The claim: Image shows a ‘Spanish Dancer Jellyfish’
A viral image of a bright yellow and pink creature in the sea that was recently shared to Facebook claims to show a “Spanish Dancer Jellyfish.”
The image was shared to Facebook by the page Nature Is a Beautiful Thing on March 28 in a post with over 1,400 reactions.
“Wow! Such an amazing and beautiful creature. This is a ‘Spanish Dancer Jellyfish,'” reads the caption of the photo.
The post claims “The Spanish Dancer Jellyfish” is a species of vibrant jellyfish that is found in the lagoon surrounded by the Tami Islands near Papua New Guinea.
“They feed and are fed upon by a variety of pelagic fish,” the post continues.
USA TODAY reached out to the Facebook page for comment.
The same image and caption was shared on March 29 to the group National Geographic: Photography and Photos of the Day by the Facebook page Wildlife, which does not have a way to be contacted.
Similar versions of the claim appear on Twitter and date back to at least 2014.
Fact check: Jamaica is not insulated from the COVID-19 pandemic
Photo created by fractal artist
Snopes debunked the claim in 2016 and discovered that the image was created by underwater photographer and fractal artist Francis Le Guen.
Le Guen reportedly told Diver in 2012 that he started turning his underwater photography into artwork after discovering software applications such as Ultrafractal and Mandelbulb 3D.
“It’s diving, and especially cave-diving, that first inspired me to make images,” he told Diver, according to Snopes. “I made my first photos in flooded caves. The underwater landscapes I discovered were so unreal — and I now realize that this was because they were fractal. Natural forms come under the laws of fractal mathematics.”
He decided to make digital paintings of the underwater world because he is familiar with the lighting, texture and feelings.
The image appears on Le Guen’s blog in an Aug. 28, 2012, post, along with other fractal artwork of jellyfish created by him.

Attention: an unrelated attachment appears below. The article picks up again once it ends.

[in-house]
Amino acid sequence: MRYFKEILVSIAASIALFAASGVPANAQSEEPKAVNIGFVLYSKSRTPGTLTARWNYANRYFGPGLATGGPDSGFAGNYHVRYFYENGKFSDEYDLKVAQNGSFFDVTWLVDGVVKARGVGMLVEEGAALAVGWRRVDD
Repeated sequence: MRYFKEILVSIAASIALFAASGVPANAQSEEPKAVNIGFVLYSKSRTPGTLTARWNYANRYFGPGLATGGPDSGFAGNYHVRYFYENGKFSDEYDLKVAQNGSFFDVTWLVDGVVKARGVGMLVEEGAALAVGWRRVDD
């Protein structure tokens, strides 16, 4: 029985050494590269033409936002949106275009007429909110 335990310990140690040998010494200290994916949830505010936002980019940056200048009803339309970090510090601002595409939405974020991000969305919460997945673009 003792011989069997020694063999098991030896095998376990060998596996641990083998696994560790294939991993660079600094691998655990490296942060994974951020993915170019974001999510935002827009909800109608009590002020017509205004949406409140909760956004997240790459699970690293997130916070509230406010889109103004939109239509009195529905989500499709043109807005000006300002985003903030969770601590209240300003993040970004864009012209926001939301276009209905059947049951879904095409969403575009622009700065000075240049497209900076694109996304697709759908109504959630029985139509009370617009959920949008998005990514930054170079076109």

On his blog post he writes that he created the images using a software called Apophysis, which is “ideal” for creating “potential” living organisms based on fractals.
USA TODAY reached out to Le Guen for further comment.
Fact check:Post misleads about spring break aftermath in Key West
‘Spanish dancer’ is a sea slug, not a jellyfish
It’s true that there is an animal called a “Spanish dancer,” however, it is a sea slug, not a jellyfish.
According to Oceana, Spanish dancers are one of the largest sea slugs on the planet and they are brightly colored.
“Though this species spends most of its time crawling along the reef surface, it will swim when threatened, violently flapping its external gills and other appendages and displaying its brightest warning colors,” reads Oceana’s site. “This behavior reminded some observers of a flamenco dancer, earning the Spanish dancer its common name.”
A similar claim of a photo purporting to show a new species of coral in the Galapagos recently went viral and was also created by a fractal artist, USA TODAY reported.
Fact check: Story about bull sharks in Arkansas river started as satire
Our rating: False
An image claiming to show a “Spanish Dancer Jellyfish” is FALSE, based on our research. The image was created by a fractal artist using software called Apophysis. The Spanish dancer is a large sea slug, not a jellyfish.
Our fact-check sources:
- Snopes, Oct. 24, 2016, “Spanish Dancer Jellyfish”
- Le Bloguen, Aug. 28, 2012, “Synthetic nudibranchs on Apophysis”
- Softonic.com, “Create original wallpapers with this free fractal generator”
- Oceana, accessed March 31, “Spanish Dancer”
- USA TODAY, March 31, “Fact check: Image claiming to show new species of coral in the Galapagos is digital art”
Thank you for supporting our journalism. You can subscribe to our print edition, ad-free app or electronic newspaper replica here.
Our fact check work is supported in part by a grant from Facebook.
Source: Read Full Article